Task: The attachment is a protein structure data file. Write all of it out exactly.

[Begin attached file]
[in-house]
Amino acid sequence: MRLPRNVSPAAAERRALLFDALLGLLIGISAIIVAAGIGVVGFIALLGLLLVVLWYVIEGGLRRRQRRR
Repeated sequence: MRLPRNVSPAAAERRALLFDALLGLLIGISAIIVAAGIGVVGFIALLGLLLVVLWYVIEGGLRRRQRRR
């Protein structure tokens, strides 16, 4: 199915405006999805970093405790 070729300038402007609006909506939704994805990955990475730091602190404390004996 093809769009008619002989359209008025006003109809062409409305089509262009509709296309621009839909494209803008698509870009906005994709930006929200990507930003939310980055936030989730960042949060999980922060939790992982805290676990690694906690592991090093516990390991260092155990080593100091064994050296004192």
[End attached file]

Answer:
[in-house]
Amino acid sequence: MRLPRNVSPAAAERRALLFDALLGLLIGISAIIVAAGIGVVGFIALLGLLLVVLWYVIEGGLRRRQRRR
Repeated sequence: MRLPRNVSPAAAERRALLFDALLGLLIGISAIIVAAGIGVVGFIALLGLLLVVLWYVIEGGLRRRQRRR
């Protein structure tokens, strides 16, 4: 199915405006999805970093405790 070729300038402007609006909506939704994805990955990475730091602190404390004996 093809769009008619002989359209008025006003109809062409409305089509262009509709296309621009839909494209803008698509870009906005994709930006929200990507930003939310980055936030989730960042949060999980922060939790992982805290676990690694906690592991090093516990390991260092155990080593100091064994050296004192």